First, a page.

The exodus of Filipino Teachers to the U.S. started in 1986 due to teacher shortage in the Catholic Archdiocese of New York and New Jersey. Filipino Teachers came to New York in search of the American dream. Loved ones were left behind and these teachers faced the challenge of teaching in a completely different school setting.
The first three years were painfully spent adjusting to a new life and pedagogical culture. But that was just part of the problems and challenges. The primary concern of the new breed of Thomasites was their immigration status. Back then, the longest period of stay for teachers on H-1B visas was five years. Without permanent residency status, that meant going back home and leaving behind the golden opportunities America offers.
In 1989 an immigration bill was in the process of becoming a law in the United State Congress. The bill contained a provision making H-1B visas good for six years. The added year was crucial to teachers’ permanent residency applications. With this knowledge, a small group of New York teachers met in February1989 in Queens, New York, to organize a group that would lobby for the inclusion of a one-year extension to H-1B visa holders in the immigration bill. Unknown to the New York Teachers, a group of teachers in New Jersey had already met for the same purpose.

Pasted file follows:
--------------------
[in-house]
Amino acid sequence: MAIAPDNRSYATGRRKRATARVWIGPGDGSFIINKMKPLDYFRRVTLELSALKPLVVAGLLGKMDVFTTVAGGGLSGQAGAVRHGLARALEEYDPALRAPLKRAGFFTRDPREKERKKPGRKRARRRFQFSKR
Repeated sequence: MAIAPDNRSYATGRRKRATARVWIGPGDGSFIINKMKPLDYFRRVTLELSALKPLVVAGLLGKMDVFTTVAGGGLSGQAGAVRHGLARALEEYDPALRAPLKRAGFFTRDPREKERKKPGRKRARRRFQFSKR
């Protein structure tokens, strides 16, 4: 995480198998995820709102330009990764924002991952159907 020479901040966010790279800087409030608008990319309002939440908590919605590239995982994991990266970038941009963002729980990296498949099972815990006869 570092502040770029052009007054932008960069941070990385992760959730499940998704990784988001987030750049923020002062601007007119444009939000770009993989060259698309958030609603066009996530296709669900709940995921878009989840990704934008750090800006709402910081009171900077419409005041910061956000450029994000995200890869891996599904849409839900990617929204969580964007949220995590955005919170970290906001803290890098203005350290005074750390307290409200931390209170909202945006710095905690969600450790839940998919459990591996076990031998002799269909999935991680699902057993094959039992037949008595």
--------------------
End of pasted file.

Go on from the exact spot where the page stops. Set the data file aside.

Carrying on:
The movement snowballed. Emboldened by the need to help the big number of teachers in the tri-state area, Filipino teachers in both New York and New Jersey decided to collaborate and held a meeting at the Sacred Heart School in Manhattan to work for a common cause: to write to U.S. congressmen and senators for the extension of one more year of stay for H-1B visa holders. That day the Association of Filipino Teachers of America (AFTA) was formally founded.
The teachers’ lobbying efforts paid off when “The Immigration Act of 1990” became a law. Hence, the five-year stay became six years! Most of the first group of teachers got their green cards in 1991, exactly six years of their stay in the U.S. The extension meant that the Filipino teachers did not have to go back to the Philippines while waiting for their green cards. The following years, more teachers got their green cards, giving them security of staying in the United States permanently.
This was AFTA’s first major accomplishment. The teachers realized that by working together for a common goal, they could act as one strong body with one powerful voice that could speak for the welfare of the Filipino Teachers in the United States.